According to the present invention there is provided optical apparatus for superimposing displayed visual information on an observer's view of a scene or object, comprising a display source, projection optics arranged to produce in an image plane an image of visual information displayed by the display source, and a transmission hologram arranged to receive light from that image and deviate such light towards the observer's eye position, while the observer views said scene or object through the transmission hologram, wherein the transmission hologram is substantially flat and is disposed in a plane substantially orthogonal to an axis extending from the observer's eye position to the projection optics at a location substantially mid-way along that axis such that the distance between the projection optics and the transmission hologram is substantially the same as the distance between the transmission hologram and the observer's eye position.
More particularly the present invention provides head-up display apparatus comprising a display source, projection optics arranged to produce in an image plane an image of visual information displayed by the display source, and a combiner arranged to receive light from that image and direct such light to an observer's eye position, for example to the eyes of the pilot of an aircraft in which the head-up display is provided, to superimpose the displayed visual information on the observer's view of an outside scene through the combiner, wherein the combiner comprises a transmission hologram which is substantially flat and disposed in a plane substantially orthogonal to an axis extending from the observer's eye position to the projection optics at a location substantially mid-way along that axis such that the distance between the projection optics and the transmission hologram is substantially the same as the distance between the transmission hologram and the observer's eye position.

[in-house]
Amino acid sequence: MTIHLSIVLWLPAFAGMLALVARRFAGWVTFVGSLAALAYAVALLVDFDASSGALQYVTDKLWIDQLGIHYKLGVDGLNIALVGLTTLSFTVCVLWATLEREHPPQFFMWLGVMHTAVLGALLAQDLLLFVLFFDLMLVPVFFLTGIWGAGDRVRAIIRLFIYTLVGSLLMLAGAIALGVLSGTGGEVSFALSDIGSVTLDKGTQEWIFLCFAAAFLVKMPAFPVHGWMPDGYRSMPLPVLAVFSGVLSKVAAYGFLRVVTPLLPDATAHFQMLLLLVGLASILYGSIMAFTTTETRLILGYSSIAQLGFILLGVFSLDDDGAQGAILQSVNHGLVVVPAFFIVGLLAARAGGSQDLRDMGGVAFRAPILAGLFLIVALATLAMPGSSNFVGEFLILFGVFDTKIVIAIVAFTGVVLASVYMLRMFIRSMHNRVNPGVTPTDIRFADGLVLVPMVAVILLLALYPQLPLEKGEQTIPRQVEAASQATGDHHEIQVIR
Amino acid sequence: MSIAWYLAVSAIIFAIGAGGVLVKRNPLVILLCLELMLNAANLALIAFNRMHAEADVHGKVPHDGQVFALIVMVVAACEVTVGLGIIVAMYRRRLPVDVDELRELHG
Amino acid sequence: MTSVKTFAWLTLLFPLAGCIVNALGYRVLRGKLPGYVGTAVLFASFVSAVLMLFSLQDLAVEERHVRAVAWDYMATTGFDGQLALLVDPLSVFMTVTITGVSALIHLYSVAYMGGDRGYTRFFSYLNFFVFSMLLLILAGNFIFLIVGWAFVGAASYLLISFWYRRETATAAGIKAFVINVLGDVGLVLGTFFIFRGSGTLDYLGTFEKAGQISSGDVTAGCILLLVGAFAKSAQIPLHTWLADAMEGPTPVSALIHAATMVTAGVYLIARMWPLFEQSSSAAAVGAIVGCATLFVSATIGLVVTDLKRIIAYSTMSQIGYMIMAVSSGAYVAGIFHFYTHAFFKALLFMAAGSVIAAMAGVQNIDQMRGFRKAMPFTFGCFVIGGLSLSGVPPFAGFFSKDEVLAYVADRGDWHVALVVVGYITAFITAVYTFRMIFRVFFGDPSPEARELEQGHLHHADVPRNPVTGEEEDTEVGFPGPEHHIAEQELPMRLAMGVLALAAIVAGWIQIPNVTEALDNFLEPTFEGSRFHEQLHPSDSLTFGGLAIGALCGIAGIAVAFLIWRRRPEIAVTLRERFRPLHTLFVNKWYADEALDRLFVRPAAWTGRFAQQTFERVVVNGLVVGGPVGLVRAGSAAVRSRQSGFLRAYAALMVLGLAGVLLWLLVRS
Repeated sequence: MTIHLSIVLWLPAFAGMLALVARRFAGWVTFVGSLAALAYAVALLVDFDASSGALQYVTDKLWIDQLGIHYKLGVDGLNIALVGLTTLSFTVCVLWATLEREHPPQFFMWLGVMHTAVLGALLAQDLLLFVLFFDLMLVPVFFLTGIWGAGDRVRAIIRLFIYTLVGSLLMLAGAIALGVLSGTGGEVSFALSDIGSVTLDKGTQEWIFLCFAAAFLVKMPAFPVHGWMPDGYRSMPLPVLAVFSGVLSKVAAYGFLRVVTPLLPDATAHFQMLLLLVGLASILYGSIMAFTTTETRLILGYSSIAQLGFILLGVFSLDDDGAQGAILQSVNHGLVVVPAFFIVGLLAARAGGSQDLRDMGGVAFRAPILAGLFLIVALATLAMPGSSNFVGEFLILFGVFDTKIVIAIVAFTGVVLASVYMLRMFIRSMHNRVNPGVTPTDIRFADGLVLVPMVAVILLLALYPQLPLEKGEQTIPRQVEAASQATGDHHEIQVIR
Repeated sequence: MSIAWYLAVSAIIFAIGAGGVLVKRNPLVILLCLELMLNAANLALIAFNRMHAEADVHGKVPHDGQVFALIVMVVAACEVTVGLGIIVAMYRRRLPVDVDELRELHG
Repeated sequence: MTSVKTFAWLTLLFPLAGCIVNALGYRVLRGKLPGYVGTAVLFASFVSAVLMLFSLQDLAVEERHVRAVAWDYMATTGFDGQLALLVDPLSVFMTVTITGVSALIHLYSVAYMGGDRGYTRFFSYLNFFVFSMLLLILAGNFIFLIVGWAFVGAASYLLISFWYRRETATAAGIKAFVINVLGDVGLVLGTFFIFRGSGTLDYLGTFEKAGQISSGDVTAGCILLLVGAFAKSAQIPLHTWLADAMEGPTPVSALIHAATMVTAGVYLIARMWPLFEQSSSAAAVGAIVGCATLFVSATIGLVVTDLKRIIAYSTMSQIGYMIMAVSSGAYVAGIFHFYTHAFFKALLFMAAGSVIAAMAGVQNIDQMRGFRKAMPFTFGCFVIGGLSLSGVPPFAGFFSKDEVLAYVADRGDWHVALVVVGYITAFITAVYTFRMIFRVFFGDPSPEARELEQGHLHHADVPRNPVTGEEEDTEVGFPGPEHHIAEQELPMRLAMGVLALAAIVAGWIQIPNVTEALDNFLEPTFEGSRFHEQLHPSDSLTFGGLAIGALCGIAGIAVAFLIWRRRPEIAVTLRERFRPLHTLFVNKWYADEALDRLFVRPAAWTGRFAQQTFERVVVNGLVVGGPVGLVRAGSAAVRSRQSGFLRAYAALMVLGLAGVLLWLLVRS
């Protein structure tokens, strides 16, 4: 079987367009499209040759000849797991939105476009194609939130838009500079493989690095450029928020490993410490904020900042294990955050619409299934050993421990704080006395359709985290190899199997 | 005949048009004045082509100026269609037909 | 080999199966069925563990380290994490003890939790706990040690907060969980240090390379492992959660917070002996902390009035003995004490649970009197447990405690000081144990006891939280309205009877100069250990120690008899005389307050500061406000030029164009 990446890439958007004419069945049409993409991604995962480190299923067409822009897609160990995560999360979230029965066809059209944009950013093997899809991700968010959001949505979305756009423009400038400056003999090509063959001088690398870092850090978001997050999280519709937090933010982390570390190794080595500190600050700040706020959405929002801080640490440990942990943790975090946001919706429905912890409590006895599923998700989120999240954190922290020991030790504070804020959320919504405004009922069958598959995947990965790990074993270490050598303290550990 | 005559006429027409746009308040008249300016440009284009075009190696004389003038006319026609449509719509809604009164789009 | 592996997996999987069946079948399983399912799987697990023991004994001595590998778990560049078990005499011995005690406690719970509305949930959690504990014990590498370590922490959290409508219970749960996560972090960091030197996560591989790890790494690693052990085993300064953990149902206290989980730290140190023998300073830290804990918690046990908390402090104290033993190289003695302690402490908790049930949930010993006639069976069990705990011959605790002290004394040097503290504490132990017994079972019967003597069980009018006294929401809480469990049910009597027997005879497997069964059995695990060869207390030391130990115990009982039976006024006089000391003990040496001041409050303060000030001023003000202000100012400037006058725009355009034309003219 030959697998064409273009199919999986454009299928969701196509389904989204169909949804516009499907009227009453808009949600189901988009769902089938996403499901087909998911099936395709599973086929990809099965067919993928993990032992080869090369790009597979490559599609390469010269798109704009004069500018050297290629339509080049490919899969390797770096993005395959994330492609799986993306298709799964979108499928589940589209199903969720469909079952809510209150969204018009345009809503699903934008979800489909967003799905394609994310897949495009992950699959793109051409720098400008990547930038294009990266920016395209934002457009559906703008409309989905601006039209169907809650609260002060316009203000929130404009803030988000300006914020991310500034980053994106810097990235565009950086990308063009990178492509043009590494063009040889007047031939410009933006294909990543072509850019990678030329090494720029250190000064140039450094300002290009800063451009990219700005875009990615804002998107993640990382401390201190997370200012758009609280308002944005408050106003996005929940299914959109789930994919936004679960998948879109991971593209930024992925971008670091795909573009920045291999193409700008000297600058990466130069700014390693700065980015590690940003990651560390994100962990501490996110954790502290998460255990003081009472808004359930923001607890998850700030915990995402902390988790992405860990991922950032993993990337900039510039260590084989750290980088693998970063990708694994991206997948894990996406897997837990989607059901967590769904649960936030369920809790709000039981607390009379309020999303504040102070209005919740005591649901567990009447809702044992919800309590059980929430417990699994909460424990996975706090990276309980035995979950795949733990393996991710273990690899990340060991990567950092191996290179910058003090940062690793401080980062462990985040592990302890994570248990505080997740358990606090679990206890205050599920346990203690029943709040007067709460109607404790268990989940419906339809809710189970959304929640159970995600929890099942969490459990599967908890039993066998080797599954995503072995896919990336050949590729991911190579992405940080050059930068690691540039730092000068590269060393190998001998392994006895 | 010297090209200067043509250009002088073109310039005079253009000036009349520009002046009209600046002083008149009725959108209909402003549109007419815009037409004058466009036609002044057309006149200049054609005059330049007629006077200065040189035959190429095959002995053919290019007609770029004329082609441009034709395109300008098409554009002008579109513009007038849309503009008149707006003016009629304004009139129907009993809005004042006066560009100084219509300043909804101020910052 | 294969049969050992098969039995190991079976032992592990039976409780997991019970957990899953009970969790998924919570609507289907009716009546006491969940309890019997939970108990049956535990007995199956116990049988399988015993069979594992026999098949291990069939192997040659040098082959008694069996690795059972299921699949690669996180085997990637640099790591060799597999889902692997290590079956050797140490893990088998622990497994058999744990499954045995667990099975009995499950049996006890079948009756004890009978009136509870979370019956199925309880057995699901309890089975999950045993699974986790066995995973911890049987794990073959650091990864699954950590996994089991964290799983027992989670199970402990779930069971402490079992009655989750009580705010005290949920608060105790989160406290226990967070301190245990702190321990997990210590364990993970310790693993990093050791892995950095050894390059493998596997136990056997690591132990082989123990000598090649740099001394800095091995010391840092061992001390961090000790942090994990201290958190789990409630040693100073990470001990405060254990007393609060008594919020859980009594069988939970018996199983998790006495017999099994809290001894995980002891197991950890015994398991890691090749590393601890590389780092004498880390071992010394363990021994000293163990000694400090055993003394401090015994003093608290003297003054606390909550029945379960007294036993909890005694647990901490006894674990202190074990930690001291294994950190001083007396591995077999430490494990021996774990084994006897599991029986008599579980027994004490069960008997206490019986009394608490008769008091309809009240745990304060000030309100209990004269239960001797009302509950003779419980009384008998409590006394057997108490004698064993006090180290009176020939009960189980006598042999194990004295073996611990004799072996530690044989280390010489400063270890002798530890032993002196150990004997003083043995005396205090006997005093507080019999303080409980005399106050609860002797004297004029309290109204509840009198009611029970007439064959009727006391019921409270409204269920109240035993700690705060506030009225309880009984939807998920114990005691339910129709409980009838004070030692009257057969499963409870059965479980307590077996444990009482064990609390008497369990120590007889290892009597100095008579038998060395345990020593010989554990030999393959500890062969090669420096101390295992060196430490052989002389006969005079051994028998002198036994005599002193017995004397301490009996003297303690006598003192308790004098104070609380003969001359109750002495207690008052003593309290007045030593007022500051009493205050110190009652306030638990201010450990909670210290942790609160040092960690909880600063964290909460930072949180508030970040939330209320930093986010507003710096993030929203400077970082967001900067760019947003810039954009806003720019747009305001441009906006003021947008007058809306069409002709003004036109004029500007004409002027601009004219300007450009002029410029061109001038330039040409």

By locating the transmission hologram substantially mid-way along said axis at a distance from the observer's eyes substantially the same (withiną15%) as the distance between the hologram and the projection optics, field aberrations, and particularly astigmatism, can be kept to a minimum.
The hologram can be generated by exposing a suitable substrate in a manner known per se with construction and reference beam foci at substantially (withiną15%) the same relative positions as the projection optics and the observer's eyes respectively, or by a method which generates diffracting regions of the same pattern as that made with constructing and reference beams so placed.